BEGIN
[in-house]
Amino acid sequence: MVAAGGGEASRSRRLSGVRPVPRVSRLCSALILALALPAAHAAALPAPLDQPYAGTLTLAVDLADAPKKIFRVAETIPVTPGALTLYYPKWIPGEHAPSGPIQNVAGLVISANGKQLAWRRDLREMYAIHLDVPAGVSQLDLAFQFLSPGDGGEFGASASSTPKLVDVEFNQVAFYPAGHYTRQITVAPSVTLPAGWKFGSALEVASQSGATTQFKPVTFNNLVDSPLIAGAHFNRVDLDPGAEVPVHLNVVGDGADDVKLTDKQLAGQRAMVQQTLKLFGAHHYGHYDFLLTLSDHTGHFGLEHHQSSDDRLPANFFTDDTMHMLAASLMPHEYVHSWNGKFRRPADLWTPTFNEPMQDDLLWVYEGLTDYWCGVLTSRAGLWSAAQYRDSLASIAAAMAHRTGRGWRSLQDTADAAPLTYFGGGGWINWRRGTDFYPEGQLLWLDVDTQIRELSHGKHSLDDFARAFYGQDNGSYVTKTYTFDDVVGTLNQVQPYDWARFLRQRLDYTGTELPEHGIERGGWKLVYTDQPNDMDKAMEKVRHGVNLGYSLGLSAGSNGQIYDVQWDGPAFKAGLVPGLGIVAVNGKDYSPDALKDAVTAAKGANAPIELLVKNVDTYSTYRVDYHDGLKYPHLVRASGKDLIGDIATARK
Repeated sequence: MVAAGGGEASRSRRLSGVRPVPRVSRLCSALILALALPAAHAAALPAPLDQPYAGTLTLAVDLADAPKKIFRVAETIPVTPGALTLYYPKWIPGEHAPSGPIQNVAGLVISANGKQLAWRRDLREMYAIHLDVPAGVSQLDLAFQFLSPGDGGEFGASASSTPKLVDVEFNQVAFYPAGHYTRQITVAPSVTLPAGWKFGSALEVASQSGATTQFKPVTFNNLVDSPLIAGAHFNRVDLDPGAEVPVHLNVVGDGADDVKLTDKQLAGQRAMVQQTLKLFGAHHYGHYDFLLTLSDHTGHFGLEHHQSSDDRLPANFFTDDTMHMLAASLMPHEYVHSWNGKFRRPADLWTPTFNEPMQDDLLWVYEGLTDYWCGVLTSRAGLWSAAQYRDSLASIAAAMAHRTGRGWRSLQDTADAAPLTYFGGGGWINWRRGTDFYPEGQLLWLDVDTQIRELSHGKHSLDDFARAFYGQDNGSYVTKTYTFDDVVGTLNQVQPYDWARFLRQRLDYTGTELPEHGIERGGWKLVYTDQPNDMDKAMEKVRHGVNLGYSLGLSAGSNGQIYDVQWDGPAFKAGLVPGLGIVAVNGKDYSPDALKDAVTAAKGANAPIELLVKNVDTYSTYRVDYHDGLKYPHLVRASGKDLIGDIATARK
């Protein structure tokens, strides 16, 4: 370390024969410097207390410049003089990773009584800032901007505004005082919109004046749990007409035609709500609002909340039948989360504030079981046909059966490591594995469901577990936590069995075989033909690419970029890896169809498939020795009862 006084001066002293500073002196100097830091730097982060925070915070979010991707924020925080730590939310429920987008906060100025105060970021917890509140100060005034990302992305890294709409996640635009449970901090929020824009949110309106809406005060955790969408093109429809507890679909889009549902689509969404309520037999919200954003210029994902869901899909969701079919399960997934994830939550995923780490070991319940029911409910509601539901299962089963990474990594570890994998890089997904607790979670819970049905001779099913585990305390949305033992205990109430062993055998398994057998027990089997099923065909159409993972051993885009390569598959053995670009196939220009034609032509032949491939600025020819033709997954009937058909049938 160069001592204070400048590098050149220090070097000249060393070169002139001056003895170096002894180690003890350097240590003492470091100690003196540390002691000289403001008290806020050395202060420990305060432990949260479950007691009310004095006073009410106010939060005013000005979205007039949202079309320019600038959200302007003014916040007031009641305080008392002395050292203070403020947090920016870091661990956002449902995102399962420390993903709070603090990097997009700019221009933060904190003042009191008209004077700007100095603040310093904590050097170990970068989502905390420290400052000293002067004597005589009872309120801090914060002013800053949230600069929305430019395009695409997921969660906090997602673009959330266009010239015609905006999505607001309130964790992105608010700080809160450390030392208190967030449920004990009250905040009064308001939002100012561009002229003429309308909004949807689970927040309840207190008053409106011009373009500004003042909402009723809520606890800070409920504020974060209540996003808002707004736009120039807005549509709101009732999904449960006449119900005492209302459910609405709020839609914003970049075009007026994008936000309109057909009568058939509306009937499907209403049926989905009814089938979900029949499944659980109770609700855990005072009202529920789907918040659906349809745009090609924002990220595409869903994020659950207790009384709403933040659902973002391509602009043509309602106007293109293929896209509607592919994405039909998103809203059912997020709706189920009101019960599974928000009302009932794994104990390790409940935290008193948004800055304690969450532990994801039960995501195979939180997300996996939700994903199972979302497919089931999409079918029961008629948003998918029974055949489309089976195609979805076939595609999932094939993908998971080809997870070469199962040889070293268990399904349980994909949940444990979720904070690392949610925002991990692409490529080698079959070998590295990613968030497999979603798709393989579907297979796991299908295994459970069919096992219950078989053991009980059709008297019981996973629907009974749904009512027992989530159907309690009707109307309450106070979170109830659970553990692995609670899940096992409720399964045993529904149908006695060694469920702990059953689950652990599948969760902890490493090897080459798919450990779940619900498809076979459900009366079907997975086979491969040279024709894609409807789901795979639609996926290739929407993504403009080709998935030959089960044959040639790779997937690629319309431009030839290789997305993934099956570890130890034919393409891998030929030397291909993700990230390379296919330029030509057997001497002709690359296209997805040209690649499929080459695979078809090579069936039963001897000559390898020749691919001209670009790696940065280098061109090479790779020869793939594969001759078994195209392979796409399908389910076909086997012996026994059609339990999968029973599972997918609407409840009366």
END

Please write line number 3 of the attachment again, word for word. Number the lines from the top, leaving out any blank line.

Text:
Repeated sequence: MVAAGGGEASRSRRLSGVRPVPRVSRLCSALILALALPAAHAAALPAPLDQPYAGTLTLAVDLADAPKKIFRVAETIPVTPGALTLYYPKWIPGEHAPSGPIQNVAGLVISANGKQLAWRRDLREMYAIHLDVPAGVSQLDLAFQFLSPGDGGEFGASASSTPKLVDVEFNQVAFYPAGHYTRQITVAPSVTLPAGWKFGSALEVASQSGATTQFKPVTFNNLVDSPLIAGAHFNRVDLDPGAEVPVHLNVVGDGADDVKLTDKQLAGQRAMVQQTLKLFGAHHYGHYDFLLTLSDHTGHFGLEHHQSSDDRLPANFFTDDTMHMLAASLMPHEYVHSWNGKFRRPADLWTPTFNEPMQDDLLWVYEGLTDYWCGVLTSRAGLWSAAQYRDSLASIAAAMAHRTGRGWRSLQDTADAAPLTYFGGGGWINWRRGTDFYPEGQLLWLDVDTQIRELSHGKHSLDDFARAFYGQDNGSYVTKTYTFDDVVGTLNQVQPYDWARFLRQRLDYTGTELPEHGIERGGWKLVYTDQPNDMDKAMEKVRHGVNLGYSLGLSAGSNGQIYDVQWDGPAFKAGLVPGLGIVAVNGKDYSPDALKDAVTAAKGANAPIELLVKNVDTYSTYRVDYHDGLKYPHLVRASGKDLIGDIATARK